|By Business Wire||
|May 20, 2014 03:50 PM EDT||
At the Consumer Electronics Association (CEA)® Technology & Standards Forum in Seattle today, CEA announced that CEA-2047, CE-Energy Usage Information, has been approved as a new CEA standard. This standard enables consumer electronics devices to communicate how much energy they use to consumers’ computers, mobile devices running smart-energy apps and third-party energy management services.
The Green Button Initiative - an industry-led effort that provides consumers with easy access to their energy usage data - defines how consumers can access a history of their home’s energy usage from their smart meters. However, the initiative does not tell them how much energy a particular device or appliance uses, and getting that information requires either an external metering device or the device itself to make the measurement.
CEA-2047 recognizes that a manufacturer knows how much energy a device will use during operation based on its design. This information can be programmed into the device and used to calculate its energy usage over time, without adding complex metering circuitry. An energy management system or a smart-energy app can then gather the information over the network and present it to consumers on their TVs, PCs, or mobile devices. CEA-2047 is compatible with the Green Button initiative.
CEA-2047 also enables the Internet of Things to be energy-aware. The standard can be used by devices operating on any home network including Wi-Fi, Ethernet, ZigBee, Z-Wave, Bluetooth, and others. And because the standard uses estimation rather than real-time measurement, it is anticipated that almost any communicating device in the home will be able to easily add this capability.
Bill Rose, chair of CEA’s R7.8 working group that developed the standard said, “With CEA-2047/CE-EUI, energy consumption in the Internet of Things can be broken down to individual devices such as appliances, pool pumps and heaters, air conditioning systems, and other devices so consumers can see exactly where, how much, and when electricity is being used. The standard will also enable consumer-authorized, third-party developers and services to grow by providing them the information they need to help consumers save on their energy bills.”
Publication of CEA-2047 parallels other initiatives within the industry to reduce and monitor energy consumption. Other CEA standards in this area include CEA-2037-A, Determination of Television Set Power Consumption and ANSI/CEA-2043, Set-top Box (STB) Power Measurement.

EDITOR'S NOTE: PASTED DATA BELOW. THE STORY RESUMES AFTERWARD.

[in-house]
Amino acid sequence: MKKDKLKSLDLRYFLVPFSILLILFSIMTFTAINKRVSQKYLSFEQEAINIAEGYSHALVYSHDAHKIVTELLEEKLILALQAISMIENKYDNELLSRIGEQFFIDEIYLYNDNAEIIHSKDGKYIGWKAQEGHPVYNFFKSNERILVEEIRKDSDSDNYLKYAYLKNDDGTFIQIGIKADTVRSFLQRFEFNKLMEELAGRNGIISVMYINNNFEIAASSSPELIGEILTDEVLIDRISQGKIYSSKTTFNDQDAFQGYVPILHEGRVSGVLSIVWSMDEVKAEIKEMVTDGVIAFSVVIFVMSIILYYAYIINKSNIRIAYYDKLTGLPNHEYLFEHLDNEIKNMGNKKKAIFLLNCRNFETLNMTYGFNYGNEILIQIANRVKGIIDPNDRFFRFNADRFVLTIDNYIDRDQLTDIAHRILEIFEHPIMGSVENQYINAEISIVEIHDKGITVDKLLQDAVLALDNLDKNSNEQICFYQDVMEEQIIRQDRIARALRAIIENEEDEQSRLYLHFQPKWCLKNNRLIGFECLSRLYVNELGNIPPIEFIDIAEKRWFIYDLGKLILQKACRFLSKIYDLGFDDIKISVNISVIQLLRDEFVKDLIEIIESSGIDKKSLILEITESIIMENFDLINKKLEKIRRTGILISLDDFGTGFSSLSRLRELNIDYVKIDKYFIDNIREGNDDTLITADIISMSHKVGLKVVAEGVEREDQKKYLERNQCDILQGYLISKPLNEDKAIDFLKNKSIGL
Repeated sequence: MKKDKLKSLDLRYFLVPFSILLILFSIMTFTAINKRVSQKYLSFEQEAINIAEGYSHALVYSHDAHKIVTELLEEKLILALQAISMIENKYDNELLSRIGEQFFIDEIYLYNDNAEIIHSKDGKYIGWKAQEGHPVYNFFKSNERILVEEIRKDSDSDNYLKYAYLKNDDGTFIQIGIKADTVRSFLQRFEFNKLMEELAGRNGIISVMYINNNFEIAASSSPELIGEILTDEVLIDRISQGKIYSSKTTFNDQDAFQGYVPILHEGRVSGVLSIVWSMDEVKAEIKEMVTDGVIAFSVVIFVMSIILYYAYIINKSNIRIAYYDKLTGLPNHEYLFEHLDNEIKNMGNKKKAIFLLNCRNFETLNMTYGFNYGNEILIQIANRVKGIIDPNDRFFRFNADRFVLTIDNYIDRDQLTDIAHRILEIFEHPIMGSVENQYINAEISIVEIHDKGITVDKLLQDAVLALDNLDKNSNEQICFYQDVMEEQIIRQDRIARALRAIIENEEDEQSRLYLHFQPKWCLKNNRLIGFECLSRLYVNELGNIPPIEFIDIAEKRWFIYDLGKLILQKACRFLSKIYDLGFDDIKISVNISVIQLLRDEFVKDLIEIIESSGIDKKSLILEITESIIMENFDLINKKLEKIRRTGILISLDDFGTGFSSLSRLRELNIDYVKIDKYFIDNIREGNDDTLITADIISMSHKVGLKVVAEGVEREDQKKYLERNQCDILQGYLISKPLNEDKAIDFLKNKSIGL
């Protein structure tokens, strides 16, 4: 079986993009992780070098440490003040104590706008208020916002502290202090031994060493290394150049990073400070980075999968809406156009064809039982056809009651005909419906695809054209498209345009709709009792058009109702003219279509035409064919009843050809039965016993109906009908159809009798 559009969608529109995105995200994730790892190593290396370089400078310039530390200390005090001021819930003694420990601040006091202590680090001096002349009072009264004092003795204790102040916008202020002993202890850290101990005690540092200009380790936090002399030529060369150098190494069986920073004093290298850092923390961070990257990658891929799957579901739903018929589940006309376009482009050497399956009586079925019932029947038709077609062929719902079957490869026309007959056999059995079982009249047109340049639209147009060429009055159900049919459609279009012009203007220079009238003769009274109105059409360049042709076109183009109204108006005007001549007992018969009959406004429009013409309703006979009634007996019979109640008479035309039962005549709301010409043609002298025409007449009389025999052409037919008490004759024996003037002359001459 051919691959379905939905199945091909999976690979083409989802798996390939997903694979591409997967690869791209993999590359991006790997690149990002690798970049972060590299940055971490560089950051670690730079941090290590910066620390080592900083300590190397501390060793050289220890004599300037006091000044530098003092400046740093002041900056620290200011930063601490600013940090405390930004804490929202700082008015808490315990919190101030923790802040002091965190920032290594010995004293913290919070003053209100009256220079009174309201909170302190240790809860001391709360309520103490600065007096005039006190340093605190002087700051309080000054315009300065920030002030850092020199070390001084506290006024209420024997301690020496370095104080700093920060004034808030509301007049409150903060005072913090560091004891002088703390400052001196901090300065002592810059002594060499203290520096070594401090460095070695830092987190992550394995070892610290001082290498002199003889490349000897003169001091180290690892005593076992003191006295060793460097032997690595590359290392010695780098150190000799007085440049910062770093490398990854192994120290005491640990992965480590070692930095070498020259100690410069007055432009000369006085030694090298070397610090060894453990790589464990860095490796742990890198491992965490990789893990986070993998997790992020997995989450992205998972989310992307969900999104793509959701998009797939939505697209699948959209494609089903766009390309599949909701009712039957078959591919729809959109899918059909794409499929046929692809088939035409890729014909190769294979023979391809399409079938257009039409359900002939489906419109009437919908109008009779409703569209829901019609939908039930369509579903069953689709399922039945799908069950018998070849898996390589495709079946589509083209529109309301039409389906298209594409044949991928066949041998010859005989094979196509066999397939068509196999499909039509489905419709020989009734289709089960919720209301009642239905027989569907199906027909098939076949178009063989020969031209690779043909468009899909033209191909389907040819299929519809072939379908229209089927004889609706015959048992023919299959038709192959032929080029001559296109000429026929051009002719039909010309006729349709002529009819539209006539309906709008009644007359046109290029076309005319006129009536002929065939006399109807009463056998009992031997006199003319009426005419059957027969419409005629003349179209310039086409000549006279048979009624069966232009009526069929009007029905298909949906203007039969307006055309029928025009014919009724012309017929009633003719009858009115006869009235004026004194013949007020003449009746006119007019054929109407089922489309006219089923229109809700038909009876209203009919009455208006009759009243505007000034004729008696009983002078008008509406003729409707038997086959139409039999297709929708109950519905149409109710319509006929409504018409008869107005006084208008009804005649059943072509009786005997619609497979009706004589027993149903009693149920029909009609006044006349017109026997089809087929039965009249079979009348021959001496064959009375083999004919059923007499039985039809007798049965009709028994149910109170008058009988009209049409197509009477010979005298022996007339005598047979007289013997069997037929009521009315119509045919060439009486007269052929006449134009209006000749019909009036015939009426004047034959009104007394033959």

CEA cooperated with the Smart Grid Interoperability Panel (SGIP) on the development of CEA-2047. The standard will now be submitted to ANSI to become an American National Standard.
For more information on CEA-2047 please contact Leslie King at [email protected].
For more information on the Green Button initiative see: www.greenbuttondata.org
The Consumer Electronics Association (CEA) is the technology trade association representing the $208 billion U.S. consumer electronics industry. More than 2,000 companies enjoy the benefits of CEA membership, including legislative advocacy, market research, technical training and education, industry promotion, standards development and the fostering of business and strategic relationships. CEA also owns and produces the International CES – The Global Stage for Innovation. All profits from CES are reinvested into CEA’s industry services. Find CEA online at www.CE.org, www.DeclareInnovation.com and through social media.
2014 Technology & Standards Spring Forum
May 19-23, 2014, Seattle, WA
CES Unveiled Warsaw
June 17, 2014, Warsaw, Poland
June 23-27, 2014, New York, NY
CE Week Exhibits
June 25-26, 2014, New York, NY
- CE Week Exhibits
Sept. 30-Oct. 2, 2014, Phoenix, AZ
CES Unveiled Paris
October 22, 2014, Paris, France
CES Unveiled New York
November 11, 2014, New York, NY
CES Unveiled Las Vegas
January 4, 2015, Las Vegas, NV
2015 International CES
January 6-9, 2015, Las Vegas, NV
Oct. 27, 2016 08:45 AM EDT Reads: 11,582
Oct. 27, 2016 08:15 AM EDT Reads: 469
Oct. 27, 2016 07:45 AM EDT Reads: 491
Oct. 27, 2016 07:30 AM EDT Reads: 1,930
Oct. 27, 2016 07:30 AM EDT Reads: 1,609
Oct. 27, 2016 07:00 AM EDT Reads: 5,012
Oct. 27, 2016 07:00 AM EDT Reads: 4,933
Oct. 27, 2016 06:45 AM EDT Reads: 1,090
Oct. 27, 2016 06:45 AM EDT Reads: 1,061
Oct. 27, 2016 06:00 AM EDT Reads: 1,035
Oct. 27, 2016 05:45 AM EDT Reads: 1,263
Oct. 27, 2016 05:30 AM EDT Reads: 1,216
Oct. 27, 2016 05:15 AM EDT Reads: 1,140
Oct. 27, 2016 05:15 AM EDT Reads: 990
The Internet of Things (IoT), in all its myriad manifestations, has great potential. Much of that potential comes from the evolving data management and analytic (DMA) technologies and processes that allow us to gain insight from all of the IoT data that can be generated and gathered. This potential may never be met as those data sets are tied to specific industry verticals and single markets, with no clear way to use IoT data and sensor analytics to fulfill the hype being given the IoT today.
Oct. 27, 2016 04:45 AM EDT Reads: 2,880